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The numbers game

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How to earn $100,000 a year with only five employees.

Monroe Porter | June 24, 2011

Having worked with tens of thousands of contractors, I believe landscape contractors are one of the trades most trapped in the growth and diversity myth that bigger is better.

Landscaping is a very entrepreneurial, fast paced business. Landscaping businesses can take on many different forms and directions with the potential to do all types of work. Mowing lawns, chemical applications, irrigation, hardscape, plantings, decks, water features – the list is endless. Such entrepreneurial opportunities can lead landscape contractors to mistakenly think that growth is the answer to all of their problems. Rapid growth is not a friend of most small business owners.

Whatever business issues your company struggles with amplify with growth. Whether you need more employees, cash, leads, better sales skills or an improvement in your management systems, growth demands more in each of these areas.

I am a firm believer in the philosophy make money to grow; don’t try to make money with growth. What I mean by that is if you did not make money at $300,000 in sales, you probably won’t at $500,000 at $1 million or $10 million. Rather, make money in your business now and use that money to grow the business and develop new areas of strength.

If your business is unprofitable, rapid growth is just going to make it more unprofitable and put more pressure on your business weaknesses. Fix the problems first and then focus on going to the next level.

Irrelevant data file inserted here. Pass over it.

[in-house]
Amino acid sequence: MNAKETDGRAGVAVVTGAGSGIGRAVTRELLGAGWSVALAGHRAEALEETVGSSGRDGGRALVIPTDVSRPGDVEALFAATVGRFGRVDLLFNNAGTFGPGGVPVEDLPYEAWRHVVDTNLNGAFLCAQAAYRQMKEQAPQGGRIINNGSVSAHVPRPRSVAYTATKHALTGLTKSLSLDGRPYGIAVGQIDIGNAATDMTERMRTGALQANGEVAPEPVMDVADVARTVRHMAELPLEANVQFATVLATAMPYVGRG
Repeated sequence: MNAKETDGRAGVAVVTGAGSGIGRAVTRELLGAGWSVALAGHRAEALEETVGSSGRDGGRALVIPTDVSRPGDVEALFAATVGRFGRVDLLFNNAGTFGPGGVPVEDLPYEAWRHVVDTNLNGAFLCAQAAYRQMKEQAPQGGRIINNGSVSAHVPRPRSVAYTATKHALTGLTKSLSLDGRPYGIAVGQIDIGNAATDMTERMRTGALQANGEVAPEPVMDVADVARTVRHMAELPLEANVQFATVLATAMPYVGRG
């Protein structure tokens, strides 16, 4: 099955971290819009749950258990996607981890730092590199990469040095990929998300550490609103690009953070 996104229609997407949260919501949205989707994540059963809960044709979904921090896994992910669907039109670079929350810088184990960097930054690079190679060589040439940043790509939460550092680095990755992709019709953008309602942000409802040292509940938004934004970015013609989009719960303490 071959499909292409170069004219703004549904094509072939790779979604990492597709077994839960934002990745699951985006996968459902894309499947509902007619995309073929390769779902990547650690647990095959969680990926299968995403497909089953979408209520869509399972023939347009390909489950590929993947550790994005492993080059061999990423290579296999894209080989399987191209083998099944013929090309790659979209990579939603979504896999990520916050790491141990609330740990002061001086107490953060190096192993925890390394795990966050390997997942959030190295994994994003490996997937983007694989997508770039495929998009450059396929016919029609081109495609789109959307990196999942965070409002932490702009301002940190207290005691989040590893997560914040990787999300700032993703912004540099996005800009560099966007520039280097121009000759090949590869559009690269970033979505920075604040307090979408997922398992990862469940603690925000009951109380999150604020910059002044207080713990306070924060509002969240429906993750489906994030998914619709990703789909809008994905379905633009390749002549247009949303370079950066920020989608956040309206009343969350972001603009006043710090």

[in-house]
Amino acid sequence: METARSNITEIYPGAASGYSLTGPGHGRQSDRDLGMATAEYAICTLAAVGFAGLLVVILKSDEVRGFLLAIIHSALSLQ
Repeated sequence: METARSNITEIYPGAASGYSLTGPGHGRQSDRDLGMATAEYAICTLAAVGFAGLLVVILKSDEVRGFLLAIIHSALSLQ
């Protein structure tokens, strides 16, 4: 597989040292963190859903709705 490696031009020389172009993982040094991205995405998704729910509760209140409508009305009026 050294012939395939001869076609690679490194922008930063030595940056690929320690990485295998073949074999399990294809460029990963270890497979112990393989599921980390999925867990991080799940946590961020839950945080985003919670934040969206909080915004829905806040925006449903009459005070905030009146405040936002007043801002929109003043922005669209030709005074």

Let’s use some simple math to show how you can make that $100,000 a year income with just five or fewer field employees. Suppose the average field person works 50 weeks a year at 40 hours a week, this would equal 2,000 billable hours per person.

Five employees would equal 10,000 billable hours. Now I realize your business is seasonal, but many landscapers push snow, or work overtime in the summer, and this might be a seasonal average with eight employees in the summer and three in the winter.

Your income result really boils down to prices and efficiency. If we multiply $40 an hour (no material included), times our 10,000 hours, we have $400,000 in sales. We are going to leave material out of the equation because we see material as a necessary expense you merely pass through to the customer.

Suppose the average field wages with field labor burden comes to $16 and we add another $4 an hour for gas and maintenance, this comes to $20 an hour. On 10,000 hours, this comes to $200,000 leaving another $200,000 for overhead and profit.

Let’s suppose material was $100,000 in our sample business, the numbers would now look like this.

$500,000 Sales
-100,000 Materials
-200,000 Labor
$200,000 Gross Profit
40 percent


This leaves a $100,000 to run the business and $100,000 for the owner. I realize this is a simple example, but it’s feasible. The purpose of this article is not about math, but rather to run your business differently.

We actually have a customer who still works in the field and has fewer than two employees, including him, who made more than $140,000 salary and profit. He is successful because his business is under control, efficient and has a great brand.

Our profitable small contractors have some idea of their costs and what they have to do to improve.

They don’t think, “Well, if I just had one more truck or added another service, I would succeed.” They don’t shuffle a box of receipts off to their accountants and have to ask them how much money they made.

Making $100,000 in a small contracting business does not require you to spend a lot of time in the office or become a desk jockey. It does require you to determine costs as best you can and establish target budgets and a breakeven point. All you have to do is remember that two plus two is four, not three. L&L

The author is president of PROOF Management Consultants and PROSULT Networking Groups. He can be reached at mporter@giemedia.com.